Opportunity for More Savings When Shopping for Clinical Lab Tests
“In some sense there’s just more room for savings in these commodity services rather than in office visits, where there’s much less price variation,” observed Christopher Whaley, Ph.D., a Data Scientist at Castlight. He is the study’s lead author and was quoted in a phone interview with Bloomberg Businessweek.
Internet-based transparency tools, such as Castlight, are enlightening consumers to the significant disparities in healthcare pricing among providers and the fact that higher pricing doesn’t necessarily translate to higher quality care. It’s no secret that prices charged by hospital-based and many private medical laboratories for lab tests, for instance, are significantly greater than charges by national corporate clinical laboratories for similar tests. (See Dark Daily, “Castlight Health Offers Employers a Cloud-based Price Transparency Tool to Help Employees Shop for Low-Cost, High Quality Health Services,” June 16, 2014.)
Consumers with High Deductibles Motivated to Search for Value
Along with efforts to boost price transparency employers are also shifting a greater proportion of healthcare costs to employees. An article published by Forbes noted that, according to the Los Angeles-based consulting firm Mercer Advisors, Inc., employees covered by consumer-directed health plans, which include a high deductible and medical savings account, rose from 16% in 2012 to 18% in 2014. Additionally, nearly two-thirds of large employers surveyed by Mercer say they expect to offer their employees a consumer-directed health plan within the next three year.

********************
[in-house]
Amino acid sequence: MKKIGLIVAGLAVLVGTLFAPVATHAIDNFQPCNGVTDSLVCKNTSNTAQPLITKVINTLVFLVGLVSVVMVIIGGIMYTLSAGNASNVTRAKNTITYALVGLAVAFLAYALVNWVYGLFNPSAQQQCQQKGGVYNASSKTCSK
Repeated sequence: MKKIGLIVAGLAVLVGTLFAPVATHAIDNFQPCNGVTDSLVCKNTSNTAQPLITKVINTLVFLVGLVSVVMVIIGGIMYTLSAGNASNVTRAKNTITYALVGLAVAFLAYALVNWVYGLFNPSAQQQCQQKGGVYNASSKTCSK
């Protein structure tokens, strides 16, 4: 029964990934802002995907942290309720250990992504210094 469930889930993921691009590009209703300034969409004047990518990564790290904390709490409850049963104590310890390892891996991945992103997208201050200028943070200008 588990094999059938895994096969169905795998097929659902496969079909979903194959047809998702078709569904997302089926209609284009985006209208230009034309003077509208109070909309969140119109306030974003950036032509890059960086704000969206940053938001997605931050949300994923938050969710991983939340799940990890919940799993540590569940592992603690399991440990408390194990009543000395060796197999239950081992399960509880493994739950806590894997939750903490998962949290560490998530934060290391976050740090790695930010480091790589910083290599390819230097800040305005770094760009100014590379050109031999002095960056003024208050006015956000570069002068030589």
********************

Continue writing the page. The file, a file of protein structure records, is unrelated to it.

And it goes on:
High deductibles and copays are motivating consumers to shop for value when seeking healthcare services, which can mean substantial savings. The Forbes report, for example, pointed out that a PET/CT scan at the University of California San Francisco Medical Center is priced at $3,845, while RadNet, a large outpatient imaging facility in Oakland, California charges just $1,599 for the same test.
Claim Payments Lowest for Consumers Shopping for Value
The Castlight study is the first to look at what motivates consumers to search for providers that offer the greatest value, even if it only saves them a few dollars. The study found that claim payments were lower for searchers regardless of their out-of pocket costs. “People still choose the lower-cost provider,” observed Jennifer Schneider M.D., M.S., Vice President of Analytics at Castlight. Claims of those using transparency tools to compare provider pricing, however, were out numbered 3 to 1 by consumers who did not compare pricing in advance.
Certainly additional peer-reviewed studies are needed to make the case for price-comparison tools, but ultimately, as suggested by Sood in the Forbes article, price transparency will force providers to become competitive.
Pathologists and clinical laboratory executives will want to incorporate the findings of the Castlight study on how consumers respond to provider prices in their strategic planning. Because of the trends described above, more patients will want to know the price of their medical laboratory test before having their specimens collected.
—by Patricia Kirk